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Yogesh Chauhan Blog

Published on: Tuesday 7th June 2022

Authored by By Yogesh Chauhan

Director of ESG, HubSpot


Leading with influence in corporate sustainability

Written by Yogesh Chauhan, Director of ESG, HubSpot

Recently, I made a trip to my health store for a bar of shampoo soap to help cut down on plastics. I was surprised when the shop assistant told me that demand for eco-friendly bath products had exceeded their expectations. So, while I left without my soap, I couldn’t help but feel a bit of optimism about the future of the planet.

When I first started working in the field of corporate sustainability almost two decades ago, the United Nations Global Compact had just launched, and the concept of ESG (Environmental, Social, Governance) had yet to reach mainstream adoption. Now, 91% of business leaders believe their company has a responsibility to act on ESG issues.

While it’s noteworthy that sustainability has become a business imperative, recognising we have a responsibility to act is just the first step. In order to create lasting change, we must understand the full scope of our influence as businesses and organisations.

Consider your “brainprint”

As investor and regulatory interest in ESG continues to rise, it’s easy to become fixated on standardised reporting requirements. The Greenhouse Gas Protocols helpfully defines Scope 1, 2, and 3 emissions. Reporting against these is becoming common practice and whilst there is much to applaud in that I would ask, why stop there? Perhaps there is a scope 4 and beyond.

For companies that largely generate value such as intellectual property, digital technology, communications, media and services, this influencer or multiplier role can be substantial - in other words, our “brainprint.” WWF coined this term to address the role the media and entertainment industry plays in shaping public attitudes and perceptions and the indirect impact the industry has on its audiences.

Whilst there is some interest in the ‘brainprint’ a business or organisation can have, I’m keen to encourage sustainability leaders to really start to explore it further, especially if we are to rapidly move towards a low carbon economy. Perhaps a good place to start is asking ourselves what kind of sustainability behaviour is our business encouraging amongst its stakeholders whether it is clients, consumers, employees or other businesses? Secondly, can you begin to quantify and measure it and then what actions can you undertake?

This is largely uncharted waters but we as sustainability leaders have a responsibility to pioneer the evolution of this type of ESG thinking.

Be intentional in setting a strategy

As Director of ESG at HubSpot, I spend a fair bit of time considering our influencing role. In my view, being intentional is at the heart of any sustainability strategy. It’s quite clear, even in my short tenure so far at HubSpot, that this idea is embedded in everything we do, from delivering content and experiences that attract and delight customers to treating culture like a product we build for our employees. It’s my goal to adopt the same approach in driving a sustainable agenda for our customers, employees, partners, and communities. Fortunately, I’ve been meeting with people across the business who are incredibly engaged and ardently push us to be thoughtful and act with integrity, which is critical to creating meaningful impact.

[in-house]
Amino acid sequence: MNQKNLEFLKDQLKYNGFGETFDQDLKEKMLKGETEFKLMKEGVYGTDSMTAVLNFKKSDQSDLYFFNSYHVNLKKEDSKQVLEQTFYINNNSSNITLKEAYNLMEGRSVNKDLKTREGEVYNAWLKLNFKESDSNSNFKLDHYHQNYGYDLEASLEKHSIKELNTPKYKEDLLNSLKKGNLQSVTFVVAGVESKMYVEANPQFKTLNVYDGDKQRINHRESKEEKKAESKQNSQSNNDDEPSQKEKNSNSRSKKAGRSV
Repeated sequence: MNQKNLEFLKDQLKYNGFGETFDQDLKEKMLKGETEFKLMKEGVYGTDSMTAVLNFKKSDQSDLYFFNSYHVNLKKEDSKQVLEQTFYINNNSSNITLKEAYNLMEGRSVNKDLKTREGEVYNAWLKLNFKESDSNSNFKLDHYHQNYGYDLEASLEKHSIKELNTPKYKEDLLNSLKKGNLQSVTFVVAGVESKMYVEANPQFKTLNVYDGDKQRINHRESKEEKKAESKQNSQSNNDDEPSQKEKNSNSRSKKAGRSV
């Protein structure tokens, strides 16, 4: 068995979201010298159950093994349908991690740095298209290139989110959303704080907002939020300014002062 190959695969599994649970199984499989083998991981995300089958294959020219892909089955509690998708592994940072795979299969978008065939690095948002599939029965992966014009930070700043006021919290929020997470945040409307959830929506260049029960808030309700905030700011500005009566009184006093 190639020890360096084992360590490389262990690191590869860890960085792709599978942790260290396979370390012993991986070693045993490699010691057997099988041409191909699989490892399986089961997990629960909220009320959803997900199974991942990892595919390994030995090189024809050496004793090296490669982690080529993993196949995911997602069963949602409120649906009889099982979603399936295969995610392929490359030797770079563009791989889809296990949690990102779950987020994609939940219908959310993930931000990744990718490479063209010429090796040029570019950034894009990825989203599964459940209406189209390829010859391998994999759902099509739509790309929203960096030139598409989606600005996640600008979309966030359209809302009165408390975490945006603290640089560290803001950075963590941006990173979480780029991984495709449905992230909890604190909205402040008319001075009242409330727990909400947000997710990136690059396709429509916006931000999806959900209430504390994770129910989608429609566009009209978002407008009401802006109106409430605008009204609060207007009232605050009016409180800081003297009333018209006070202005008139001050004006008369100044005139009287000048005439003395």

During a recent chat with a group of HubSpotters, we talked about how the choices we make as a company impact our circles of influence. These circles of influence include not just our employees, customers, partners and suppliers, but any organisation or individual we have the potential to influence or be influenced by. So, our wider circles include downstream our customers’ customers and upstream the suppliers of our vendors, which may include sources of energy, raw materials and labour. What conversations should we be having with stakeholders and what can we do to drive sustainable change that extends to their circles of influence? These are the types of questions I ask myself and that I recommend all leaders in ESG should, as well.

Work out what circularity means to your business

Another way to think about our influencing role is the concept of circularity. A circular economy refers to the idea of eliminating waste by finding value in the lifecycle of a product. The same way manufacturers calculate the carbon footprint of their product by understanding the resource loops from raw materials to usage, I believe there is an opportunity to explore what circularity means to organisations that provide intellectual services. This goes back to the influencer role and the challenge is how can such businesses, which includes HubSpot, create a virtuous circle which supports a sustainable future?

As more and more companies take up a sustainability agenda and public perception of social responsibility shifts, there’s no question that the potential for impact is immense. Now is the time to consider our wider influence and jointly work toward change.

If you are a sustainability leader and interested in further discussion or collaboration on our influencing role and “brainprint”, we’d love to hear from you.

Please  contact Yogesh through the Windsor Leadership Alumni Portal or contact Liz Ward, Alumni and Leadership Academy Manager.


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